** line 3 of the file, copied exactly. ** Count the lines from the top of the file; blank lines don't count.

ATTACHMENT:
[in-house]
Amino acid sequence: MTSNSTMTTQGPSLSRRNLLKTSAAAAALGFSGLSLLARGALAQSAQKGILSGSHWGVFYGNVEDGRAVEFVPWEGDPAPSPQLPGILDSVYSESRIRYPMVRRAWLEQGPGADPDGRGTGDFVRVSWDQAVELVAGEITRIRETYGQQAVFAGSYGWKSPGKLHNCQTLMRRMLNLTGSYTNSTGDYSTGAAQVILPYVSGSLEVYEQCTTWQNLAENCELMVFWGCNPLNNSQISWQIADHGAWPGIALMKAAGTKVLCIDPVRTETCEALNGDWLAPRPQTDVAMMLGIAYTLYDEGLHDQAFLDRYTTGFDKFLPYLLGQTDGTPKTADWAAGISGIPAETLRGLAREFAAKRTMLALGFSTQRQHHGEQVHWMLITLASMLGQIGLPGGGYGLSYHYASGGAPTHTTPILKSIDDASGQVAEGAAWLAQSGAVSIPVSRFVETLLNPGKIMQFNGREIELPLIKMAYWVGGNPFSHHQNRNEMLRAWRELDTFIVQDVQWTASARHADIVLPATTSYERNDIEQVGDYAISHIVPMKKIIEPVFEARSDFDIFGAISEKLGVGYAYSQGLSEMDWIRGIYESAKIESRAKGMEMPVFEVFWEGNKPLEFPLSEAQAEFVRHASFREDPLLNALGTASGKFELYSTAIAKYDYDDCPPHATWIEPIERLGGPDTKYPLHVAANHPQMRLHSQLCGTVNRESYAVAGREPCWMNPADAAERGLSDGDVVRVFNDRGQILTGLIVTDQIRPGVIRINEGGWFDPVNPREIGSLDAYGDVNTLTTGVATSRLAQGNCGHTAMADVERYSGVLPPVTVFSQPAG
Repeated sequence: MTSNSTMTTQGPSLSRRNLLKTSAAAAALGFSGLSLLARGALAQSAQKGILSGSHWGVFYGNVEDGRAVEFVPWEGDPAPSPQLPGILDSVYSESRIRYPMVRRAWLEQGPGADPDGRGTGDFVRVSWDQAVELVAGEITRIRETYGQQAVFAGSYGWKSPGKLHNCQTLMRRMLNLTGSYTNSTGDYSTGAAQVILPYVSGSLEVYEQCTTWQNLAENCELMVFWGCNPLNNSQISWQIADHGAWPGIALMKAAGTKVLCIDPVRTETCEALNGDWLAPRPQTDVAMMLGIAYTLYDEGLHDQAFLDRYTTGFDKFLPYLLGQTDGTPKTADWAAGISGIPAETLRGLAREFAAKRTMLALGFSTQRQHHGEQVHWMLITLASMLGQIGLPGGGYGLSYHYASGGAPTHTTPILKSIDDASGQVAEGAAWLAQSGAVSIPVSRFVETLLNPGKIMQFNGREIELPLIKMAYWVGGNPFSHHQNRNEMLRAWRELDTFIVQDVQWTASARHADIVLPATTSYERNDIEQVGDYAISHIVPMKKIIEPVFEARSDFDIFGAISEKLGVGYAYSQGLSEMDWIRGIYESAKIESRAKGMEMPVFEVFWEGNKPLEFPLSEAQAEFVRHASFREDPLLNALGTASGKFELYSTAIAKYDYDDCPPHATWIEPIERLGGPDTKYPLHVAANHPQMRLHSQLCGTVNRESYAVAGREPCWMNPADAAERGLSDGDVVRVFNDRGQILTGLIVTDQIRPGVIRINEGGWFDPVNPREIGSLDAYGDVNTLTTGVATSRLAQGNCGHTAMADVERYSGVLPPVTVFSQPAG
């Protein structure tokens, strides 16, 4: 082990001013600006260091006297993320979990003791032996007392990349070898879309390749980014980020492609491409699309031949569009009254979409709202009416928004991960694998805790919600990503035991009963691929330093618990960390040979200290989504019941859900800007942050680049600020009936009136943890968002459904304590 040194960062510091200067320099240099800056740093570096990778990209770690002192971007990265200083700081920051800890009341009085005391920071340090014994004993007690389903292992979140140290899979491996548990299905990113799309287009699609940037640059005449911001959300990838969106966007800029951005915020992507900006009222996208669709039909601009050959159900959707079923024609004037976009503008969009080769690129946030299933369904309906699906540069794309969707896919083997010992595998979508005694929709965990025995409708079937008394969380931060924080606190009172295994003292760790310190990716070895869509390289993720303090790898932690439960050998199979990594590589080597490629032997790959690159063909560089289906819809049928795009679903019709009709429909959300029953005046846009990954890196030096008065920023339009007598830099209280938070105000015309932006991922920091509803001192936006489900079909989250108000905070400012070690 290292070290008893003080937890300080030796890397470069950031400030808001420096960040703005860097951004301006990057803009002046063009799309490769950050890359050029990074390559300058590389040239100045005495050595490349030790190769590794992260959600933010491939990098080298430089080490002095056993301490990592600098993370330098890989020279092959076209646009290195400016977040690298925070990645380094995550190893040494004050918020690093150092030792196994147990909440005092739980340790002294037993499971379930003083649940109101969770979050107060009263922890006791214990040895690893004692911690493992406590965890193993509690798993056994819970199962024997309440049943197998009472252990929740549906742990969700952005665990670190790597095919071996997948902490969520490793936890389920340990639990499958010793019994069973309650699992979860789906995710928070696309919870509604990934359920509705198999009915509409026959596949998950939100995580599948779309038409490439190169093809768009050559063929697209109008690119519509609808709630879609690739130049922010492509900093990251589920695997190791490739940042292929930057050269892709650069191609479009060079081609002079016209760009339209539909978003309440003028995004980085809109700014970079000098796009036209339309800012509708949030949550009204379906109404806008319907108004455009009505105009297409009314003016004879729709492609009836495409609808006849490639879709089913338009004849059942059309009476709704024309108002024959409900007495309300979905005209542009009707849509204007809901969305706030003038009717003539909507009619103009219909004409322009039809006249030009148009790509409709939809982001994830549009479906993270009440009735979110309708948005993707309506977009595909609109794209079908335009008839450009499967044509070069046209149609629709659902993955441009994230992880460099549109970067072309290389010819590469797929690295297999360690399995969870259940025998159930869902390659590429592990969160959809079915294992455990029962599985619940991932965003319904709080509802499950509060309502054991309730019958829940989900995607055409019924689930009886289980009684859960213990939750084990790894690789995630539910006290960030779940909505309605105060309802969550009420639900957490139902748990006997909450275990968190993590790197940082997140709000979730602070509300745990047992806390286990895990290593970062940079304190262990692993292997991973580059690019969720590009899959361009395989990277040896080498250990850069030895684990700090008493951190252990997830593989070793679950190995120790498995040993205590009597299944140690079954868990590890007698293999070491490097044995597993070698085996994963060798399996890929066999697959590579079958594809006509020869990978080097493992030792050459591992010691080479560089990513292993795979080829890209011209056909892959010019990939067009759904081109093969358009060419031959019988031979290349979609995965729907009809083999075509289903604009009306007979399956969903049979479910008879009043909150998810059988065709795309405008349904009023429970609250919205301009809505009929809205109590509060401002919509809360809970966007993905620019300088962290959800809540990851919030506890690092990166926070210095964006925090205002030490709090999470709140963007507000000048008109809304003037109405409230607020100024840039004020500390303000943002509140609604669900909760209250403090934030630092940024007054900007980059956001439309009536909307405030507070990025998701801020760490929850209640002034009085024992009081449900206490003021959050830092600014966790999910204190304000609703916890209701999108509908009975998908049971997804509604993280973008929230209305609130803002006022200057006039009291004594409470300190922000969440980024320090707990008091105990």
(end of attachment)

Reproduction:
Repeated sequence: MTSNSTMTTQGPSLSRRNLLKTSAAAAALGFSGLSLLARGALAQSAQKGILSGSHWGVFYGNVEDGRAVEFVPWEGDPAPSPQLPGILDSVYSESRIRYPMVRRAWLEQGPGADPDGRGTGDFVRVSWDQAVELVAGEITRIRETYGQQAVFAGSYGWKSPGKLHNCQTLMRRMLNLTGSYTNSTGDYSTGAAQVILPYVSGSLEVYEQCTTWQNLAENCELMVFWGCNPLNNSQISWQIADHGAWPGIALMKAAGTKVLCIDPVRTETCEALNGDWLAPRPQTDVAMMLGIAYTLYDEGLHDQAFLDRYTTGFDKFLPYLLGQTDGTPKTADWAAGISGIPAETLRGLAREFAAKRTMLALGFSTQRQHHGEQVHWMLITLASMLGQIGLPGGGYGLSYHYASGGAPTHTTPILKSIDDASGQVAEGAAWLAQSGAVSIPVSRFVETLLNPGKIMQFNGREIELPLIKMAYWVGGNPFSHHQNRNEMLRAWRELDTFIVQDVQWTASARHADIVLPATTSYERNDIEQVGDYAISHIVPMKKIIEPVFEARSDFDIFGAISEKLGVGYAYSQGLSEMDWIRGIYESAKIESRAKGMEMPVFEVFWEGNKPLEFPLSEAQAEFVRHASFREDPLLNALGTASGKFELYSTAIAKYDYDDCPPHATWIEPIERLGGPDTKYPLHVAANHPQMRLHSQLCGTVNRESYAVAGREPCWMNPADAAERGLSDGDVVRVFNDRGQILTGLIVTDQIRPGVIRINEGGWFDPVNPREIGSLDAYGDVNTLTTGVATSRLAQGNCGHTAMADVERYSGVLPPVTVFSQPAG